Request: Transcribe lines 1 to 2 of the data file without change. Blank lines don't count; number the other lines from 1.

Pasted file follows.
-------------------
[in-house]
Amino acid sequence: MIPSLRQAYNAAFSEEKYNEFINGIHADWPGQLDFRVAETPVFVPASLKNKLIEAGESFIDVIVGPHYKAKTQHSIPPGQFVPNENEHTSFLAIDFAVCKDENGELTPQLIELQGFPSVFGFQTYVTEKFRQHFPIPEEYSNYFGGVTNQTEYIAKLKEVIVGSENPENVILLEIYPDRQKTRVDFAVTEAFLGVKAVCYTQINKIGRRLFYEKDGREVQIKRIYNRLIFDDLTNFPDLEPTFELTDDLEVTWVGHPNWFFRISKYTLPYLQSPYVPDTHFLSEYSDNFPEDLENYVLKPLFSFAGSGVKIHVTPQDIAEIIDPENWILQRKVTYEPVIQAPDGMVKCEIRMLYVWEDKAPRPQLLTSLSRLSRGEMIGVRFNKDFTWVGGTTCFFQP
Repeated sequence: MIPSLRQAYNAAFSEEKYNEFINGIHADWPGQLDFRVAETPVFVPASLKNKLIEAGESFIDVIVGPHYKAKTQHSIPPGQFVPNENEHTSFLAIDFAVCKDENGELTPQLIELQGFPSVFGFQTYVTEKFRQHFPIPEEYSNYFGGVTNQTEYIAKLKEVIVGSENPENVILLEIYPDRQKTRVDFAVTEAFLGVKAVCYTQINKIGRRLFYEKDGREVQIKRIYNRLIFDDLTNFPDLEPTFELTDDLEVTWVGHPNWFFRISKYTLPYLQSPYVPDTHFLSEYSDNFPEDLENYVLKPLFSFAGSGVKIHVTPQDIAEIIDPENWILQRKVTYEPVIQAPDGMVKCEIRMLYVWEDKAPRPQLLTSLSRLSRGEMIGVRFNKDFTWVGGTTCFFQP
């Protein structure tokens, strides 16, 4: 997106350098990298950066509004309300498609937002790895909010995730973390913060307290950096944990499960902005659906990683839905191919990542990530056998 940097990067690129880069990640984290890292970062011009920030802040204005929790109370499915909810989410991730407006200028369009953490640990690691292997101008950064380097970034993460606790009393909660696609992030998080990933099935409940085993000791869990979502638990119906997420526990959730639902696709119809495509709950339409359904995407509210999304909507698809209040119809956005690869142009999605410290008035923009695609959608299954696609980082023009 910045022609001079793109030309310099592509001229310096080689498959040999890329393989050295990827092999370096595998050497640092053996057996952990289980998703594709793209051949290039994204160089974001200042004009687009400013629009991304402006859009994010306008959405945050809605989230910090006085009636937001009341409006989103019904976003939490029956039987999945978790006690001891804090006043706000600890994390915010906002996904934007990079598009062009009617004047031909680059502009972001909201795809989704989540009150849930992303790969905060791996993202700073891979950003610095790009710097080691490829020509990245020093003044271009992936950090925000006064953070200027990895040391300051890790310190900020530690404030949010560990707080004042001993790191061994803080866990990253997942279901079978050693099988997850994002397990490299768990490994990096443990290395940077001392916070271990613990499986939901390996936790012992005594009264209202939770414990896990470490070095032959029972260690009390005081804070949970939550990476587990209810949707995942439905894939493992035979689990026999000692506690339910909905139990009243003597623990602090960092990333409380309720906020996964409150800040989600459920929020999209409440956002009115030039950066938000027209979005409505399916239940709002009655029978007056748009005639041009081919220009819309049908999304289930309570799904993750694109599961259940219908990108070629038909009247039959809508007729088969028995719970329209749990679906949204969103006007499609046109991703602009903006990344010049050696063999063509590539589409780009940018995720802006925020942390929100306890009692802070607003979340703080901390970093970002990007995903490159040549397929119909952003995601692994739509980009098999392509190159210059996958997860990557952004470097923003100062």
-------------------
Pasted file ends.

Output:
[in-house]
Amino acid sequence: MIPSLRQAYNAAFSEEKYNEFINGIHADWPGQLDFRVAETPVFVPASLKNKLIEAGESFIDVIVGPHYKAKTQHSIPPGQFVPNENEHTSFLAIDFAVCKDENGELTPQLIELQGFPSVFGFQTYVTEKFRQHFPIPEEYSNYFGGVTNQTEYIAKLKEVIVGSENPENVILLEIYPDRQKTRVDFAVTEAFLGVKAVCYTQINKIGRRLFYEKDGREVQIKRIYNRLIFDDLTNFPDLEPTFELTDDLEVTWVGHPNWFFRISKYTLPYLQSPYVPDTHFLSEYSDNFPEDLENYVLKPLFSFAGSGVKIHVTPQDIAEIIDPENWILQRKVTYEPVIQAPDGMVKCEIRMLYVWEDKAPRPQLLTSLSRLSRGEMIGVRFNKDFTWVGGTTCFFQP